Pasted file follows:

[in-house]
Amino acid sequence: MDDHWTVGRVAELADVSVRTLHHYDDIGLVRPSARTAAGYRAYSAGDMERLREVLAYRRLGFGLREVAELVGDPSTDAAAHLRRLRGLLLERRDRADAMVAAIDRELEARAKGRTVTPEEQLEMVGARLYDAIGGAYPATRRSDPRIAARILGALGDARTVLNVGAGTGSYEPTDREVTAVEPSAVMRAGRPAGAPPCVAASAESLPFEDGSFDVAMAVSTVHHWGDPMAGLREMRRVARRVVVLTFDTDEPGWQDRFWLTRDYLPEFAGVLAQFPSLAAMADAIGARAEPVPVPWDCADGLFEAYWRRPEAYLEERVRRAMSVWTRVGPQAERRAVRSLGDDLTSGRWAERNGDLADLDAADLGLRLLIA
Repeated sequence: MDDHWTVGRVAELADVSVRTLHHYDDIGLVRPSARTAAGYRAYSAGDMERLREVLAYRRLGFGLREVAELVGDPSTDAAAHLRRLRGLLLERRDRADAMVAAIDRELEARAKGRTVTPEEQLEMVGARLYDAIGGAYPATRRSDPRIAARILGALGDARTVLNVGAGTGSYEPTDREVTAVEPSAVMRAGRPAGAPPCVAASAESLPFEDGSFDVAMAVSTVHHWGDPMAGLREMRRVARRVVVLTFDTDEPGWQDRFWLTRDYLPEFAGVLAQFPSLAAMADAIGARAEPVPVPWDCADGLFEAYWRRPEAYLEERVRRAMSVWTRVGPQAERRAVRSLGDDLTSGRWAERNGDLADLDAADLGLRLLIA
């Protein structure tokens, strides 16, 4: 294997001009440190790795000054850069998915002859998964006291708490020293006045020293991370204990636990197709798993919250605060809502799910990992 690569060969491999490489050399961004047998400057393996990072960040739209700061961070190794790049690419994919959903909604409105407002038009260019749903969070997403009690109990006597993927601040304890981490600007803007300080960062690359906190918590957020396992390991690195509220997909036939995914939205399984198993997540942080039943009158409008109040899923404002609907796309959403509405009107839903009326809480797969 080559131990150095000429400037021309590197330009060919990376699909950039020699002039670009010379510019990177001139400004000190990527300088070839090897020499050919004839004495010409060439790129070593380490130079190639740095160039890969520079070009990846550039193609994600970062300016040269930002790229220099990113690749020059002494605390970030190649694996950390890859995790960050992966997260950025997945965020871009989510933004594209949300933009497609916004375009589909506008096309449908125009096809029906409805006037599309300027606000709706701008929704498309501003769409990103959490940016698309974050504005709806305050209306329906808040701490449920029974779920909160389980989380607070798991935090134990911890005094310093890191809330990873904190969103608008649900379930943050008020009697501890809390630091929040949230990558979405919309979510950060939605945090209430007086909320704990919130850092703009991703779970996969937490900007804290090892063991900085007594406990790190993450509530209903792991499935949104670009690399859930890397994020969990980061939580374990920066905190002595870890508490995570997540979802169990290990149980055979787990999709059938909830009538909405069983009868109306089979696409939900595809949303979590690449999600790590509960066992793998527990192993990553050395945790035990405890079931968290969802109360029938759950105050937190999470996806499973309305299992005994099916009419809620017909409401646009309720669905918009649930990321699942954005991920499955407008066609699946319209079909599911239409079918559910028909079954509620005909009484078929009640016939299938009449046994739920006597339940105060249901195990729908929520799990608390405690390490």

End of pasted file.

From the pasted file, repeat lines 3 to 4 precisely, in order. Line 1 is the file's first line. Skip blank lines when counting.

Repeated sequence: MDDHWTVGRVAELADVSVRTLHHYDDIGLVRPSARTAAGYRAYSAGDMERLREVLAYRRLGFGLREVAELVGDPSTDAAAHLRRLRGLLLERRDRADAMVAAIDRELEARAKGRTVTPEEQLEMVGARLYDAIGGAYPATRRSDPRIAARILGALGDARTVLNVGAGTGSYEPTDREVTAVEPSAVMRAGRPAGAPPCVAASAESLPFEDGSFDVAMAVSTVHHWGDPMAGLREMRRVARRVVVLTFDTDEPGWQDRFWLTRDYLPEFAGVLAQFPSLAAMADAIGARAEPVPVPWDCADGLFEAYWRRPEAYLEERVRRAMSVWTRVGPQAERRAVRSLGDDLTSGRWAERNGDLADLDAADLGLRLLIA
């Protein structure tokens, strides 16, 4: 294997001009440190790795000054850069998915002859998964006291708490020293006045020293991370204990636990197709798993919250605060809502799910990992 690569060969491999490489050399961004047998400057393996990072960040739209700061961070190794790049690419994919959903909604409105407002038009260019749903969070997403009690109990006597993927601040304890981490600007803007300080960062690359906190918590957020396992390991690195509220997909036939995914939205399984198993997540942080039943009158409008109040899923404002609907796309959403509405009107839903009326809480797969 080559131990150095000429400037021309590197330009060919990376699909950039020699002039670009010379510019990177001139400004000190990527300088070839090897020499050919004839004495010409060439790129070593380490130079190639740095160039890969520079070009990846550039193609994600970062300016040269930002790229220099990113690749020059002494605390970030190649694996950390890859995790960050992966997260950025997945965020871009989510933004594209949300933009497609916004375009589909506008096309449908125009096809029906409805006037599309300027606000709706701008929704498309501003769409990103959490940016698309974050504005709806305050209306329906808040701490449920029974779920909160389980989380607070798991935090134990911890005094310093890191809330990873904190969103608008649900379930943050008020009697501890809390630091929040949230990558979405919309979510950060939605945090209430007086909320704990919130850092703009991703779970996969937490900007804290090892063991900085007594406990790190993450509530209903792991499935949104670009690399859930890397994020969990980061939580374990920066905190002595870890508490995570997540979802169990290990149980055979787990999709059938909830009538909405069983009868109306089979696409939900595809949303979590690449999600790590509960066992793998527990192993990553050395945790035990405890079931968290969802109360029938759950105050937190999470996806499973309305299992005994099916009419809620017909409401646009309720669905918009649930990321699942954005991920499955407008066609699946319209079909599911239409079918559910028909079954509620005909009484078929009640016939299938009449046994739920006597339940105060249901195990729908929520799990608390405690390490």